tal circumstance, but the substance of a conversation. Reference is also made to later cases,-such as Coal Co. v. Liddell, 69 ill. 639; Wol· cott v. Heath, 78 ill. 433; Brown v. Luehrs, 79 Ill. 575; Clifford v. Drake, 110 Ill. 135; Bonnet v. Glattfeldt, 120 Ill. 166, 11 N. E. 250; Brown v. Pile Co., 132 Ill. 648, 24 N. E. 522,-but we find nothing in any of them inconsistent with the view taken of the cases quoted in our opinion. There is nothing in the opinion to the effect that the witness was not at liberty to refer to the memorandum for the pur· pose of refreshing his recollection, the point decided being simply that the memorandum should not have been read to the jury. That was error even by the rule contended for as laid down in Wood, Prac. Ev. § 134, "that the memorandum itself only becomes evidence when the witness, after examining it, although able to swear that he knew it to be correct when he made it, is unable to state the particulars from recollection." The full statement on which the witness in this case was permitted to read the memorandum to the jury was the following:
"I would say this Is a matter of over six years ago, and I would not be able to give the language of Mr. Overstreet. But by looking at this memoranda I could tell almost verbatim what Mr. Overstreet stated, and I would prefer to state what took place at that time from my memoranda, instead of trusting to my memory. I can't tell whether I could recollect back to January 24, 1891, and state what toolt place, or what I recollect from the notes taken at that time; so I would prefer to refresh my memory by reading the memoranda as it took place exactly, because I do not wish to make any statement not in exact accordance with the facts."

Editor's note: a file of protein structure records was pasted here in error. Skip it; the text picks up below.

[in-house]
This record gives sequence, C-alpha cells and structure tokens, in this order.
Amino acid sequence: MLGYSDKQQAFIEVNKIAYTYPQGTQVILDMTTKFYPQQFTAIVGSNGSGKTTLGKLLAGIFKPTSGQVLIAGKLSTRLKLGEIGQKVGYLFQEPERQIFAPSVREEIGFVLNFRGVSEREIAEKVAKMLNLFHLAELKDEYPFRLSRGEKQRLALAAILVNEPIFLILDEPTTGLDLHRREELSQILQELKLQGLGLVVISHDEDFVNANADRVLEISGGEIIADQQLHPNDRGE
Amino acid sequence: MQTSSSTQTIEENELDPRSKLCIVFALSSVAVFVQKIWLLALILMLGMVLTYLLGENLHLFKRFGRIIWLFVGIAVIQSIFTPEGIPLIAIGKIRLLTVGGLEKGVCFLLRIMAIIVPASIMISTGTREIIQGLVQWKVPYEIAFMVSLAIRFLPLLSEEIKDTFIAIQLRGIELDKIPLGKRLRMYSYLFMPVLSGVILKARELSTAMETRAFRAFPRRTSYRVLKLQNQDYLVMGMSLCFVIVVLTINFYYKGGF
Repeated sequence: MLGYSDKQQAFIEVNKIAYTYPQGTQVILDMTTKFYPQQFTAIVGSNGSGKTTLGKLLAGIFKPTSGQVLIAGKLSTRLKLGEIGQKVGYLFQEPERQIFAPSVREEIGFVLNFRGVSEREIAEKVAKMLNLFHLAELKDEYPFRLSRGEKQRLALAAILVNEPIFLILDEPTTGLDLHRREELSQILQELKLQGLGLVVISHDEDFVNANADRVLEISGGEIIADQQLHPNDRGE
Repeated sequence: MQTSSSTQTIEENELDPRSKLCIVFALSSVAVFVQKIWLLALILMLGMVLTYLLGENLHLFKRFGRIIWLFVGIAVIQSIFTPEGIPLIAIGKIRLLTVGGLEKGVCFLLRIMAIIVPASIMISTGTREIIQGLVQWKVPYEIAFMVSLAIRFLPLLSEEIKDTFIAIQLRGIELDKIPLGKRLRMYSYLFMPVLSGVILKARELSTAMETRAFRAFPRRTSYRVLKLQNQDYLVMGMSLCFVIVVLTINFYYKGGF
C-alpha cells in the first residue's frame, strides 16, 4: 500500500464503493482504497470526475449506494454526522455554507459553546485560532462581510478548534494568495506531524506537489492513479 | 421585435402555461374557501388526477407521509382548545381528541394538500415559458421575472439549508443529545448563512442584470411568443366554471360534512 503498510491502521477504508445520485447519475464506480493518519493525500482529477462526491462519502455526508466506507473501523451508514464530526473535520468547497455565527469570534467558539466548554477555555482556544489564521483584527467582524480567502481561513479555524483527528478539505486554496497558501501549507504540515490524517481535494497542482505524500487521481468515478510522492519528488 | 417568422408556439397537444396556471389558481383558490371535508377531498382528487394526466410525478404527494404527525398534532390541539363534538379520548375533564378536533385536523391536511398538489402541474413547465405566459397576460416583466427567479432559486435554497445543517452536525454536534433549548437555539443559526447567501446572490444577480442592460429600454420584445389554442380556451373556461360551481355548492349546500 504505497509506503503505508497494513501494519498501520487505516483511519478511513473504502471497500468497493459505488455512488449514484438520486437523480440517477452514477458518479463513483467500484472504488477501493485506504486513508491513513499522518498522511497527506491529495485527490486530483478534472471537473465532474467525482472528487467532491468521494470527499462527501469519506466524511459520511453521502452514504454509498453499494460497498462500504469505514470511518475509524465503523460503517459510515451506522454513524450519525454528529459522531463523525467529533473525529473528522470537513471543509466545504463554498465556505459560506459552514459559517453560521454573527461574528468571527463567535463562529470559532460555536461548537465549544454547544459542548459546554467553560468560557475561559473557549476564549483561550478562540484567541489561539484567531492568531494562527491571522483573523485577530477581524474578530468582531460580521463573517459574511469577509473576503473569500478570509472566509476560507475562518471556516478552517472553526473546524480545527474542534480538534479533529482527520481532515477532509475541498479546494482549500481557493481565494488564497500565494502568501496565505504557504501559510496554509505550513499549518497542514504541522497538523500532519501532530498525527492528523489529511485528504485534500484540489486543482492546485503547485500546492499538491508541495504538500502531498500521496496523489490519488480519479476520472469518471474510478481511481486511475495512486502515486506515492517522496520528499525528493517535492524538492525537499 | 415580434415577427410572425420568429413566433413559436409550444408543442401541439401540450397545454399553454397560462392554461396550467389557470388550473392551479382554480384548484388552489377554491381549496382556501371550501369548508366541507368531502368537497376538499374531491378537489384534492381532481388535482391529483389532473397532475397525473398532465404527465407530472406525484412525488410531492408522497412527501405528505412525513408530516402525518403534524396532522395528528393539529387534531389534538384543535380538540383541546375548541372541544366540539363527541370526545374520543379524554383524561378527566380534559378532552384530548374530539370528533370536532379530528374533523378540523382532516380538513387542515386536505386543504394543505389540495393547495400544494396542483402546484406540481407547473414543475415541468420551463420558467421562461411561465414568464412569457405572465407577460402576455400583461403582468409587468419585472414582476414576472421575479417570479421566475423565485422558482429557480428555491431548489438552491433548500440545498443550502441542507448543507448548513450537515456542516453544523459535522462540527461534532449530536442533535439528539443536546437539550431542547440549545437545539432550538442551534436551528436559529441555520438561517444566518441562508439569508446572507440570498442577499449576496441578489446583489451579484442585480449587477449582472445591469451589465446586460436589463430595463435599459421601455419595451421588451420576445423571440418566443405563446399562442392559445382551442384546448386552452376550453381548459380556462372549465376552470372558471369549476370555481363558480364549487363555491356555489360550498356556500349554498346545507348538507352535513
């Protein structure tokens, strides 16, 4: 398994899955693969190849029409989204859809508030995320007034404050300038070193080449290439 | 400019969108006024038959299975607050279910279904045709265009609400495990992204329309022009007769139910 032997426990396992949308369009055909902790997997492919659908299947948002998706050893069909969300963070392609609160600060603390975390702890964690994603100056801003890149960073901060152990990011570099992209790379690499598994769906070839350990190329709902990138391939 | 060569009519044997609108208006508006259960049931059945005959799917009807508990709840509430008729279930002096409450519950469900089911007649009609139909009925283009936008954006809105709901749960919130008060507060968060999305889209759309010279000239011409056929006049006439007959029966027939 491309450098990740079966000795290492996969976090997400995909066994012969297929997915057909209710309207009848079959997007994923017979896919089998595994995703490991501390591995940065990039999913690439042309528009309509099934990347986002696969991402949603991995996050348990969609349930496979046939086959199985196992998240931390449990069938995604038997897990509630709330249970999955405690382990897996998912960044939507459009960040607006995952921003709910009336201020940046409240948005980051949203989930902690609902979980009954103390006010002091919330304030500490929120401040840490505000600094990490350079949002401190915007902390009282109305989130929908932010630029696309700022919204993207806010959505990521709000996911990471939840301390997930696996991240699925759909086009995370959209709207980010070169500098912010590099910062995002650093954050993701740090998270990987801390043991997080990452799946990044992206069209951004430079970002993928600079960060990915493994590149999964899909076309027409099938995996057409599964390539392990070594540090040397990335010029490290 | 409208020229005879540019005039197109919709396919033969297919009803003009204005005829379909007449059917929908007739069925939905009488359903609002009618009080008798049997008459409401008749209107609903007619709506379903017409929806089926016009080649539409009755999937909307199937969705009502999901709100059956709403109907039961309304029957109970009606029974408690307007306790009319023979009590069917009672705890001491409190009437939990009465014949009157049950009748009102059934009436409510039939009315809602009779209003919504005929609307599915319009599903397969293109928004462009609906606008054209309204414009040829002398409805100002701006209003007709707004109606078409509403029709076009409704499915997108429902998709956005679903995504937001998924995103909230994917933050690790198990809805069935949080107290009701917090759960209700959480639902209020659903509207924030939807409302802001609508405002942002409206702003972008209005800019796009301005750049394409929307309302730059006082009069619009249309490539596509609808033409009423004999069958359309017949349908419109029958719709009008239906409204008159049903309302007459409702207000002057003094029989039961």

He did not testify that the memoranda were accurate or true or full, or that without looking at them he had no recollection of the con· versation. The memorandum itself is manifestly imperfect and frag· mentary, falling far short of a verbatim report of the conversation; and, from the statement of the witness that by looking at it he could tell almost verbatim what was said, the fair inference would seem to be that, by looking at the fragmentary expressions of the memoran· dum, he would be able to recall and from memory give almost the exact words. There was therefore no reason for using the memorandum except for the purpose of refreshing the memory of the witness. That the federal courts sitting in a state will follow the decisions of the highest courts of the state concerning the rules of evidence has been more than once explicitly affirmed by the supreme court. In Ex parte Fisk, 113 U. S. 113, 5 Sup. Ct. 724, after quoting section 914 of the Revised Statutes, that court said: "In addition to this, it has been often decided in this court that in actions at law in thp courts of the United States the rules of evidence and the law of evi dence generally of the states prevail in those courts." This is quoted and reaffirmed in Bucher v. Railroad Co., 125 U. S. 555, 583, 8 Sup. Ct 974, where, after stating other respects in which the local decisions. "whefuer founded on statute or not," are treated as the law of the state by the federal courts, the court says: "The principle also applies to the rules of evidence." While it is true, as stated in the petition, that the -opinion in City of Chicago v. Baker, 30 C. C. A. 364, 86 Fed. 753, is "destitute of any language to support the proposition" to which it was cited, the force of the decision in that direction is not less clear than if expressed. The question was wbether there bad been error